Williams Dillard explains that what sets the paper apart from other niches is Registered spokesperson Ability to chronicle history from a black perspective.
“There are a lot of people who don’t hear our voices unless we’re around. So, they can’t understand the pain, or the joy that we African Americans feel if we’re not here to tell the story.” All things considered.
“They don’t give it the perspective that George Floyd’s family and us all might live in,” she adds.
“You have seen some patriotic news or even local news and they probably don’t feel like a black perspective like we do. I think the African American perspective is like – it’s like you’re living it. It’s your everyday life.”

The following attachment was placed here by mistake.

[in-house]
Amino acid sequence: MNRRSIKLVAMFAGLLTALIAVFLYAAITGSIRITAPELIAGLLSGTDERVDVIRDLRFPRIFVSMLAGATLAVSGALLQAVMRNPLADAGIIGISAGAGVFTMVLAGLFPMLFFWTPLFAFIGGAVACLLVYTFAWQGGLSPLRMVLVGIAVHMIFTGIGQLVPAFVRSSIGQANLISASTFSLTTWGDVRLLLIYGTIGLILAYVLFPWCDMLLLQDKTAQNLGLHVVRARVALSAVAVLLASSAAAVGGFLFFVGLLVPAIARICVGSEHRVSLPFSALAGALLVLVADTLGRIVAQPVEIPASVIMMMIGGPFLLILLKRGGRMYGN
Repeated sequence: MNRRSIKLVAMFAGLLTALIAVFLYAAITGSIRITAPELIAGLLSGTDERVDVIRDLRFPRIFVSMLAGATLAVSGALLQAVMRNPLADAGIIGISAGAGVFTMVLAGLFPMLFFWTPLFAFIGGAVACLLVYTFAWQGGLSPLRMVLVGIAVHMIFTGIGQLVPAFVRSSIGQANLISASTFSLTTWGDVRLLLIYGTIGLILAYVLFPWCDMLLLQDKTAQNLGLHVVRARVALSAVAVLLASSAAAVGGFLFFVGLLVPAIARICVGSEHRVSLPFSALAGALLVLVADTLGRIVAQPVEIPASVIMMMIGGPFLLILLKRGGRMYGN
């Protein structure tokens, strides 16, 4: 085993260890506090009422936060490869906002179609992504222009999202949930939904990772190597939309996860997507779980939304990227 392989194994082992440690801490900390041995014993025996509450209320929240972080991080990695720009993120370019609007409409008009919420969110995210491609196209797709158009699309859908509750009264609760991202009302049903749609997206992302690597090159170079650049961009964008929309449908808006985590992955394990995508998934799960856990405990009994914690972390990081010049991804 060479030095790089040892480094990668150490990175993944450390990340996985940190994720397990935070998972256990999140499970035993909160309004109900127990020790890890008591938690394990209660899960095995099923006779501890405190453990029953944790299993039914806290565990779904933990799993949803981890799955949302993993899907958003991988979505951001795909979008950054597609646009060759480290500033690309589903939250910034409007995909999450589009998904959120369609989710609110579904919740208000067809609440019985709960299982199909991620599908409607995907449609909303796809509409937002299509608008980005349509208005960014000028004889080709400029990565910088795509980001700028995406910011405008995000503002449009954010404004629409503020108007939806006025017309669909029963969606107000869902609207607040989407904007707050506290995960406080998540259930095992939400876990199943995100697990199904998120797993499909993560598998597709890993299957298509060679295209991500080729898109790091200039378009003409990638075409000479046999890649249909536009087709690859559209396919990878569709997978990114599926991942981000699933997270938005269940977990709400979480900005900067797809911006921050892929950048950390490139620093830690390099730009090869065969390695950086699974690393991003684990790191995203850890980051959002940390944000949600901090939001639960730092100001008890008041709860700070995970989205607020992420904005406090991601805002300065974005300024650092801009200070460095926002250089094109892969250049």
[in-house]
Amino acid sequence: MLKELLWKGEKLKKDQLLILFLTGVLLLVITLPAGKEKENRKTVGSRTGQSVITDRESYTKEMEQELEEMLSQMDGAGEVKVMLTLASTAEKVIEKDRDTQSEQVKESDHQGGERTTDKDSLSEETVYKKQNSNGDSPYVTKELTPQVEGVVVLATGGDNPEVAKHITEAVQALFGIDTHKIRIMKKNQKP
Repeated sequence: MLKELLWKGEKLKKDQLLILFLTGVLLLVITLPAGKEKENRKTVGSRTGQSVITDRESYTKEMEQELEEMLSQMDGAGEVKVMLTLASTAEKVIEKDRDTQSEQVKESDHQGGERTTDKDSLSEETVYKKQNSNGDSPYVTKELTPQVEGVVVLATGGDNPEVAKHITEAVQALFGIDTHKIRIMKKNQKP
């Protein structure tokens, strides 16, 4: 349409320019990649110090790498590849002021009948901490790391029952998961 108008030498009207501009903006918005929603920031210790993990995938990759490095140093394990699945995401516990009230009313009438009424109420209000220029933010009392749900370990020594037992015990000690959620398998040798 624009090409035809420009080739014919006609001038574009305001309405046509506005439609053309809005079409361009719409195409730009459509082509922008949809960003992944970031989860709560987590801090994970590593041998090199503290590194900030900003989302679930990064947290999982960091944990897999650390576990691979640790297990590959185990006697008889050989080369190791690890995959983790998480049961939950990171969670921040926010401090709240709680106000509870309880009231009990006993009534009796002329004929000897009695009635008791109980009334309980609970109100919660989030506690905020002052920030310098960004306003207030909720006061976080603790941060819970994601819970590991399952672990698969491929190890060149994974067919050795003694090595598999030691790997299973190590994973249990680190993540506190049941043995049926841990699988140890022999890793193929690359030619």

I don’t know that other media are looking at it this way. They view it as news, and we look at it as if we are dealing with it daily.
We are afraid of our black children, of our children going out there and being mistreated. I don’t want to see my grandchildren go out there with a policeman on his neck. I don’t want to see that. But this is our reality, this is how we live now. “
What do you think your grandfather Cecil Newman, founder of the newspaper, would do from this moment in the United States?
“I can’t even begin to wonder what he’s going to think. He’ll get frustrated, like all of us. He was hoping that wasn’t something we had to deal with. It’s the legacy of killing a black man, a white man kneeling on his neck. He will be as crushed as I am.”
He was hoping that even in his time, at that time, he was hoping that things would improve rather than be the same. “